Why “Hate Crime” Laws are Immoral and Counter-Productive
Hate crime law supporters weakened our criminal justice system and self-defense rights – and now they want to fix the system only for themselves.
By Michael D. Robbins, Director
Public Safety Project
P.O. Box 2193
El Segundo, CA 90245
August 31, 2001
Revised September 4, 2001 and September 1, 2012.
Mr. Robbins is a Jew and the son of a survivor of pogroms (government sanctioned and sponsored torture and mass murder of Jews) in the former Communist Soviet Union.
This is the September 1, 2012 updated version of the article first posted on FraudFactor.com on August 31, 2001 as “Hate Crime Law Supporters Weakened Our Criminal Justice System and Self-Defense Rights”, and revised on September 4, 2001, at http://www.FraudFactor.com/ff_first_draft_0006.html. The original article and all revisions were written by Michael D. Robbins.
Public Safety Project – There are numerous problems with “hate crime” laws that increase the punishment for violent crimes, property crimes, and other crimes including intimidation primarily, if not only, where the victim is Black, Hispanic, Asian, Jewish, homosexual, or some other “minority” and the criminal expressed hatred as a motivation for the crime.
Although hatred based on race, ethnicity, religion, or legal but repulsive deviant sexual behavior is rude, vulgar, and despicable, in a free society, people have a right to be rude, vulgar, and despicable – as long as they are not violating the individual rights of other people, especially by directly harming them, their property, their business, or their reputation through slander or libel. The primary purpose of government in a free society is to protect individual rights and freedom, not to infringe on those rights and freedom.
Various compelling arguments have been made against hate crime laws, yet a significant and perhaps most compelling argument against hate crime laws has not been made except by this author, to the best of this author’s knowledge. This new argument is presented below as the first and primary argument against hate crime laws. Additional arguments follow.
Fixing Criminal Justice System Weaknesses Only for a Select Few
The most insidious aspect of hate crime laws is that they fix our weakened criminal justice system only for a select few and not for everyone across the board. Under hate crime laws, the government is discriminating and playing favorites based on race, ethnicity, gender, or homosexual or other deviant behavior (“sexual orientation”). Hate crime laws are promoted by activists in the most Leftist (“liberal” or “progressive”) soft-on-crime political factions that have consistently voted for Leftist soft-on-crime Democrats who have greatly weakened our criminal justice system and eroded our Natural Right as recognized by the Constitution to own and carry firearms for self-defense.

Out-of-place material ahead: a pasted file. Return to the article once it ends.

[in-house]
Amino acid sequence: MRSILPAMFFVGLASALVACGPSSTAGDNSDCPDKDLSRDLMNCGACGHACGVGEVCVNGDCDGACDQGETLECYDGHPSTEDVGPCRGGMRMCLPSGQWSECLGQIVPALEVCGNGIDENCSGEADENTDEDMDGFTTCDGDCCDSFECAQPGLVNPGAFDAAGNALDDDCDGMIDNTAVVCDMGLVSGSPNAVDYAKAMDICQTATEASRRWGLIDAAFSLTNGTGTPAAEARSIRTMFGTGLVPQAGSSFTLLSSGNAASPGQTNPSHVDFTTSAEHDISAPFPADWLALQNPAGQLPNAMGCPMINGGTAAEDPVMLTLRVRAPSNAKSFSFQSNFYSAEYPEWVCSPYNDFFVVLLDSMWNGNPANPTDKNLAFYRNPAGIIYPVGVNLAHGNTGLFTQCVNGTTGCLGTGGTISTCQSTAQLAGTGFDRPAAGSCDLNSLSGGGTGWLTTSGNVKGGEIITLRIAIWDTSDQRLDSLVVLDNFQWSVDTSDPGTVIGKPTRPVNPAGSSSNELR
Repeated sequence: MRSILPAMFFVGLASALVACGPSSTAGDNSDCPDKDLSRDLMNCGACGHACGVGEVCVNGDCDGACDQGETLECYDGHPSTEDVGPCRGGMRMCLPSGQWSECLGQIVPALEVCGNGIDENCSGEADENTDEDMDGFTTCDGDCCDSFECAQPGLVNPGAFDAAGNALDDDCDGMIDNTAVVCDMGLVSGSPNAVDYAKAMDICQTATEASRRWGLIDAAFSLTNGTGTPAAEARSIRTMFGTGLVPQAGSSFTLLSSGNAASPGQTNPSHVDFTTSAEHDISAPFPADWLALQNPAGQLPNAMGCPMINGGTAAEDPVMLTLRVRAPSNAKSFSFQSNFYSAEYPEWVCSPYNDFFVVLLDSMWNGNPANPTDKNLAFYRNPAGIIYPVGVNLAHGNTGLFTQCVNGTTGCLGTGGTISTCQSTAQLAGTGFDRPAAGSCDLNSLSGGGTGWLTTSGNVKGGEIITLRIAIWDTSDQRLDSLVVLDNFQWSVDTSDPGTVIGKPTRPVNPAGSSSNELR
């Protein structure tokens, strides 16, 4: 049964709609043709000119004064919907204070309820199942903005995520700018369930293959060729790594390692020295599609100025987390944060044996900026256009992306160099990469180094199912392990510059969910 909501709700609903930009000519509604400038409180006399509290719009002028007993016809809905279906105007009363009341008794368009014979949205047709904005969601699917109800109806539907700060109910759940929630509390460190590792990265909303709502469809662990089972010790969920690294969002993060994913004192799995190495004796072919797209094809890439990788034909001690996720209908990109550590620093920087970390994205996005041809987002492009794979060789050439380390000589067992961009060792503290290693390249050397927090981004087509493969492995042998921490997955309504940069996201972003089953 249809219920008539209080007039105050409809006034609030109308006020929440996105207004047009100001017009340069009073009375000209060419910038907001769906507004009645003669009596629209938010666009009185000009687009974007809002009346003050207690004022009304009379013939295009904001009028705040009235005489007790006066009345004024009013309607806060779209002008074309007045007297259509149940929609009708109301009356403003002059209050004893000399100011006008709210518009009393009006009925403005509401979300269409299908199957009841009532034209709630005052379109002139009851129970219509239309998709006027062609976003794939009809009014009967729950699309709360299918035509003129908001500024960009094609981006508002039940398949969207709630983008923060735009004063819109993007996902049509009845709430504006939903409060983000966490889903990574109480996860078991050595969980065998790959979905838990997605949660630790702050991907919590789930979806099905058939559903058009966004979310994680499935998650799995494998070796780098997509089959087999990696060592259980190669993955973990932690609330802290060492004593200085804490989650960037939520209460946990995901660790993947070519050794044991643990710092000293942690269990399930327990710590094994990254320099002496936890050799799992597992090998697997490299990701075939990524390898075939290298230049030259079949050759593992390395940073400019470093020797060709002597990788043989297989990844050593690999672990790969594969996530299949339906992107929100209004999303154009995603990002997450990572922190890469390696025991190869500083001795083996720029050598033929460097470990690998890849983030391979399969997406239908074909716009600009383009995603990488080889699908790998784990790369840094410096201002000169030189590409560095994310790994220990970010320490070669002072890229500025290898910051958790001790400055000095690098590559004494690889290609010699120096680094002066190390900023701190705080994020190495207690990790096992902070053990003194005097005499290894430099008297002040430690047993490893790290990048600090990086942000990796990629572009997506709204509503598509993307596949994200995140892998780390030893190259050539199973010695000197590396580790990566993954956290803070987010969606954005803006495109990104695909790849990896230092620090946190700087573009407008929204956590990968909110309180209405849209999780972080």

Multiple studies by Professor Gary Kleck have shown that defense with a firearm is significantly safer and more effective than any other method, including non-resistance. A firearm is a great equalizer, allowing violent crime victims to overcome criminal attackers who rely on physical strength superiority, numerical superiority, or both.
The Leftist political factions include Blacks, Jews, and homosexuals, who typically have 80 to 90 percent Democrat voter registration rates and vote as a block for Leftist Democrat politicians.
After weakening our criminal justice system and self-defense rights, thereby increasing violent crime and endangering everyone, Leftist politicians, political activists, and “community leaders” are now trying to fix the criminal justice system and increase criminal penalties only for their own benefit, when they and the groups they pander to become crime victims. They refuse to fix the criminal justice system for everyone across the board. Instead, they create special privileged classes in a patronage system where special privileges and protections are given in exchange for votes, campaign contributions, and other forms of campaign support.
Fix the Criminal Justice System for Everyone
If the penalties for violent crimes, property crimes, and intimidation are too lenient, then the penalties should be increased regardless of the race, ethnicity, religion, or sexual behavior (“orientation”) of the crime victim. This can be accomplished by electing conservative Republican legislators and through voter initiatives in states where voters have the right of initiative. We can make everyone safer by strengthening the criminal justice system with Truth-in-Sentencing and Three-Strikes laws, and sufficient new prison construction to prevent the early release of dangerous felons. If Leftist Democrat governors and presidents have appointed Leftist soft-on-crime judges, then all voters, including Blacks, Hispanics, Asians, Jews, and homosexuals, should vote to elect Republican governors and presidents who will appoint conservative tough-on-crime judges.